The village of Cranbrook in Kent supports its local food and wine producers and the town’s economy with Cranbrook Farmers’ Market, which is held in the Vestry Hall on the fourth Saturday of every month. Products range from garments made from hand spun and hand knitted goat’s wool to fresh vegetables, fish, cheese, meat, chutneys and bread.
Cranbrook also boasts a large range of quality independent shops including two delis, two butchers, a bakery and two wine merchants, as well as the nearby Hartley Dyke Farm Shop, which sells local bread, fruit and veg, meat, game, cheese, pâté, soup, sandwiches, pastries, ice cream, beer and wine.
Cranbrook is known as the “Capital of the Kentish Weald” as it was once an important centre of the woollen industry. Recorded in the Domesday Monachorum in 1070, Cranbrook – meaning “brook frequented by cranes or herons” - was for 300 hundred years one of the wealthiest towns in Kent. Queen Elizabeth I stayed at the George Hotel during her Royal Progress through Kent in 1573 when the local people laid out a mile length of Kentish broadcloth so Her Majesty could walk from Cranbrook to nearby Coursehorne Manor without getting wet feet.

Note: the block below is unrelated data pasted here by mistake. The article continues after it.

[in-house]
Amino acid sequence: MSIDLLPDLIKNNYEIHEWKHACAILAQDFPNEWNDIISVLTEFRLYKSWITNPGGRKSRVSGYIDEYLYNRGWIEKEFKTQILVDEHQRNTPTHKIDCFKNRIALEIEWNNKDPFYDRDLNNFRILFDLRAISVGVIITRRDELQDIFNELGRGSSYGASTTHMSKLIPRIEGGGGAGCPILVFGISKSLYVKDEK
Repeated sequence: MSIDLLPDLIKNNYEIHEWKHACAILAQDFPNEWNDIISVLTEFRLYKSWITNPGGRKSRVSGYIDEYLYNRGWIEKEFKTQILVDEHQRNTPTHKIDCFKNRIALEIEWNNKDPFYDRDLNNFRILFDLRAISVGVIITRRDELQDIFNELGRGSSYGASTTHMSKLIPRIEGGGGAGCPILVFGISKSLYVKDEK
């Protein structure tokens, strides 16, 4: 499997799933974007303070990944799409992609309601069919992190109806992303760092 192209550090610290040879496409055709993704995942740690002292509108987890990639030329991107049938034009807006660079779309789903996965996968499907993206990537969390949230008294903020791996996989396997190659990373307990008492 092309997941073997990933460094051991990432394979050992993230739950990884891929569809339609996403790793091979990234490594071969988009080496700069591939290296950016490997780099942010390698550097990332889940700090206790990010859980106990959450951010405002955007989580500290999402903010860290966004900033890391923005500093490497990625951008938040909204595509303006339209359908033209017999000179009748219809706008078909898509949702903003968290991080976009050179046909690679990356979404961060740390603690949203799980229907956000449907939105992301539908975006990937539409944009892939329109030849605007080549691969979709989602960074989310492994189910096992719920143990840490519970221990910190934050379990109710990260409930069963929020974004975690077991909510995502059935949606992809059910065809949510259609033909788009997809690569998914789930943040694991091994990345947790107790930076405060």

These days you can meander through the narrow medieval streets, taking in no less than six churches and visit the numerous hotels, pubs, restaurants and shops, the town museum and the Union Mill, the tallest working smock mill in England. Just over three miles away is the world famous Sissinghurst Gardens, created by Vita Sackville-West.